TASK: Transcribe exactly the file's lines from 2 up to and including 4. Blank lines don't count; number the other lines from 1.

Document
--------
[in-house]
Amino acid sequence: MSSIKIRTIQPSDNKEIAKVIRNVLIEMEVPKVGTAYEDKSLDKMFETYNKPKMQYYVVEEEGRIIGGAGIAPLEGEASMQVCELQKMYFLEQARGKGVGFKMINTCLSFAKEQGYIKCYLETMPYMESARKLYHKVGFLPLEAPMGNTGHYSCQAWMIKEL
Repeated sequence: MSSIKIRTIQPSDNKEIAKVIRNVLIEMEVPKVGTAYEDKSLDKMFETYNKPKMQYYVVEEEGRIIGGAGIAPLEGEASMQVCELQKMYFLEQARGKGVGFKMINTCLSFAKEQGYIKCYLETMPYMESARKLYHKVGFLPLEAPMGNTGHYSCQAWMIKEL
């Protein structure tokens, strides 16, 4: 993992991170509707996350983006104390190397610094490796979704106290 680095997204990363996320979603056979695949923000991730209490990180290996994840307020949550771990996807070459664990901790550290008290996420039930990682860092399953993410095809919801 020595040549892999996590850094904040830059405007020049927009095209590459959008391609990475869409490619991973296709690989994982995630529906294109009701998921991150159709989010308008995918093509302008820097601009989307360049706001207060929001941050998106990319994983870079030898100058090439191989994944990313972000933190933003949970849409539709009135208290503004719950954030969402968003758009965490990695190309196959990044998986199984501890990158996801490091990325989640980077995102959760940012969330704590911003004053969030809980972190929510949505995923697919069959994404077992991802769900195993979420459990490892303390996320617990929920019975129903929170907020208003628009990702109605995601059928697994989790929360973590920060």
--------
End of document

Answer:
Amino acid sequence: MSSIKIRTIQPSDNKEIAKVIRNVLIEMEVPKVGTAYEDKSLDKMFETYNKPKMQYYVVEEEGRIIGGAGIAPLEGEASMQVCELQKMYFLEQARGKGVGFKMINTCLSFAKEQGYIKCYLETMPYMESARKLYHKVGFLPLEAPMGNTGHYSCQAWMIKEL
Repeated sequence: MSSIKIRTIQPSDNKEIAKVIRNVLIEMEVPKVGTAYEDKSLDKMFETYNKPKMQYYVVEEEGRIIGGAGIAPLEGEASMQVCELQKMYFLEQARGKGVGFKMINTCLSFAKEQGYIKCYLETMPYMESARKLYHKVGFLPLEAPMGNTGHYSCQAWMIKEL
């Protein structure tokens, strides 16, 4: 993992991170509707996350983006104390190397610094490796979704106290 680095997204990363996320979603056979695949923000991730209490990180290996994840307020949550771990996807070459664990901790550290008290996420039930990682860092399953993410095809919801 020595040549892999996590850094904040830059405007020049927009095209590459959008391609990475869409490619991973296709690989994982995630529906294109009701998921991150159709989010308008995918093509302008820097601009989307360049706001207060929001941050998106990319994983870079030898100058090439191989994944990313972000933190933003949970849409539709009135208290503004719950954030969402968003758009965490990695190309196959990044998986199984501890990158996801490091990325989640980077995102959760940012969330704590911003004053969030809980972190929510949505995923697919069959994404077992991802769900195993979420459990490892303390996320617990929920019975129903929170907020208003628009990702109605995601059928697994989790929360973590920060």